And that’s without even mentioning ‘Brimful Of Asha’, another serene, tumbling groove of a song that became bigger than Cornershop themselves after Norman Cook remixed it in February 1998, but which remains, in its original state, both one of the crispest and one of the most original exultations of music’s therapeutic capability. In common, ironically, with a lot of Britpop, the song is unabashedly nostalgic, name-checking bygone heroes and record labels, but the act of Singh taking a piece of his particular heritage and then reshaping it to become part of the general pop lexicon feels so generous that any sentimentalism is quickly forgiven. It helps that it’s so durable, too: the list of cultural touchstones mid-song (“Trojan Records! Argo Records!”) has not become any less touching in the intervening decades, and when the imagined “77,000-piece orchestra set” surfaces at the song’s end, it must be a stony heart that doesn’t flutter a little.

The timing of ‘When I Was Born For The 7th Time’’s arrival twenty years ago today should’ve been enough to amplify its diametric opposition to Britpop’s empty posturing; in an alternate reality, perhaps the album is loved as widely as it deserves to be. In the present one, however, it was initially ignored, dropping out of the top 100 after just two weeks and only returning sixth months later after the remix of ‘Brimful Of Asha’ hit number one in the singles chart. (Indeed, perhaps the album’s only unintentional move is its most concrete legacy, that of helping to elevate Fatboy Slim to dance music megastar.)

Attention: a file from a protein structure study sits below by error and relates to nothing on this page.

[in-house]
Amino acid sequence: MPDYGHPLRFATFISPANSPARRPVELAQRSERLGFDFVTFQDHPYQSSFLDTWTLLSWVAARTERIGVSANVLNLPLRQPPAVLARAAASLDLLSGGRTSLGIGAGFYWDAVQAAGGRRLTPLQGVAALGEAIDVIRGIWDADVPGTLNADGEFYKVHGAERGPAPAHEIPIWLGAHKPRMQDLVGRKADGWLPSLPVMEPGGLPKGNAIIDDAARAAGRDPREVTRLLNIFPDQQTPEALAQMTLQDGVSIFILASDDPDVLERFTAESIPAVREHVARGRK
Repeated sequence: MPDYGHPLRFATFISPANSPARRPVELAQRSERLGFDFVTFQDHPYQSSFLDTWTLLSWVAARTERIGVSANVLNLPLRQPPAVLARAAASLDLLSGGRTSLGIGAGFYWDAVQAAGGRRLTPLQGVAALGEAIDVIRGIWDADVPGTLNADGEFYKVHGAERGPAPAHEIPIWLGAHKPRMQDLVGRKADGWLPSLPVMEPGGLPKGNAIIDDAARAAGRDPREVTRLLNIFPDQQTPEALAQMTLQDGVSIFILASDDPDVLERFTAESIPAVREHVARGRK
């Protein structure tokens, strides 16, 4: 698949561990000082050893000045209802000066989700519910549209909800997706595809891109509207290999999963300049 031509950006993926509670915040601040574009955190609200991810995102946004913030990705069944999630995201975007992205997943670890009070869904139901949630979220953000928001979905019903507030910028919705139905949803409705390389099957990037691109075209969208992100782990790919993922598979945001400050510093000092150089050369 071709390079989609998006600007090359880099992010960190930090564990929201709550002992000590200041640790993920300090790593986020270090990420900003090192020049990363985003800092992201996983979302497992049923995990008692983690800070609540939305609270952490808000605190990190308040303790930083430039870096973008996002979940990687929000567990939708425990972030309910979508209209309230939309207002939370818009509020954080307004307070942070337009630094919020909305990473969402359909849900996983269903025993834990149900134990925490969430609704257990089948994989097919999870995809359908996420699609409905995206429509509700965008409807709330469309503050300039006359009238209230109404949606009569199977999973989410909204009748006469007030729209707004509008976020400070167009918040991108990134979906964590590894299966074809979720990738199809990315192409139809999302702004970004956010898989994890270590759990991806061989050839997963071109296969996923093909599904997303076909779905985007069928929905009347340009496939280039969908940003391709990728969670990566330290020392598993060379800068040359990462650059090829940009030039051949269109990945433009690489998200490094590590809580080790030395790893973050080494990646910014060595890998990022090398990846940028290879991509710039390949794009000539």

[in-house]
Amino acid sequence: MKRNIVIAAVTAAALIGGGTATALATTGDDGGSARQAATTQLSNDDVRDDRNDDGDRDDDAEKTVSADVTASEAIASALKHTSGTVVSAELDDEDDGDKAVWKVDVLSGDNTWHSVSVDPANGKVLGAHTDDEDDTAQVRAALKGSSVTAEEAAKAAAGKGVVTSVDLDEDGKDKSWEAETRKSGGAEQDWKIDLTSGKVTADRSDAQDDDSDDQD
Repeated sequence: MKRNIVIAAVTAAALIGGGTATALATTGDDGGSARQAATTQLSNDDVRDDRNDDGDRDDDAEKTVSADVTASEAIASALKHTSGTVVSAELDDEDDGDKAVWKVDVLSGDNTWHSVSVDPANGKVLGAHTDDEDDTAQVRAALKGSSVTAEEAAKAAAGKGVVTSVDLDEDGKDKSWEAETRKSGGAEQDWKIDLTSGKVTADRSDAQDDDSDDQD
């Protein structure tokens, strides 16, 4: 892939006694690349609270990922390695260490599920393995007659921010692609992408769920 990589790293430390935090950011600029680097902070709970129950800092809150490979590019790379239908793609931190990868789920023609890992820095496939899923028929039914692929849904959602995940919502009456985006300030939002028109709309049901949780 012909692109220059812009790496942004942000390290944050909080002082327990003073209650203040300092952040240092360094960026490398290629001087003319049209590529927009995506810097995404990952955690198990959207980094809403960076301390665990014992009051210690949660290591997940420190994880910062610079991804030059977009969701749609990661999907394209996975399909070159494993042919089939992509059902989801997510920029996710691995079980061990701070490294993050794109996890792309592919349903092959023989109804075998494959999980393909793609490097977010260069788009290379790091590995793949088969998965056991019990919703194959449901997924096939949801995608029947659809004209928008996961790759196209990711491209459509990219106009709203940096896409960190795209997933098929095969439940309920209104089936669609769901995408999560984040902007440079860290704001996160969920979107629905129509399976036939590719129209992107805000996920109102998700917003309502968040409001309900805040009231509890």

Even then, though, the pogoing reincarnation of ‘Brimful Of Asha’ seemed to mute the broader impact and wisdom of the accompanying album, not to mention Cornershop themselves, who wouldn’t reappear until well after the turn of the century. Then again, there’s a sense that that underexposure has rather embalmed the record for the ages: today, amid immigrant-fearing Brexit Britain and a musical culture dominated by magpie misappropriation, ‘When I Was Born For The 7th Time’ feels more relevant than ever. Perhaps timing isn’t so important when an album’s as enduring as this.

Also out this week in 1997:
Travis – Good Feeling (Independiente). Chart peak #9
Coldcut – Let Us Play (Ninja Tune). Chart peak #33
Tanya Donelly – Love Songs For Underdogs (4AD). Char peak #36

To read all the other entries in Sam’s Twenty Years Ago Today blog, click here.

Support Loud And Quiet from £3 per month and we'll post you our next 9 magazines

As all of us are constantly reminded, it’s getting harder for independent publishers to stay in business, which applies to Loud And Quiet more now than ever, 14 years after we first started printing a magazine that we’ve always given away for free.

Having thought about the best way to support the costs of what we do (the printing and server fees, the podcast and video production costs etc.) we’d like to ask our readers who really enjoy what we do to subscribe to our next 9 issues over the next 12 months. The cheapest we can afford to do this for is a recurring payment of £3 per month for UK subscribers. If you really start to hate it you can cancel at any time. The same goes for European subscriptions (£6 per month) and the rest of the world (£8 per month).

It’s not just a donation – you’ll receive a physical copy of our magazine through your door, and some extra perks detailed on our subscribe page. Digital subscriptions are available worldwide for £15 per year. We hope you consider this a good deal and the best way to keep Loud And Quiet in your life without its content, independence or existence suffering.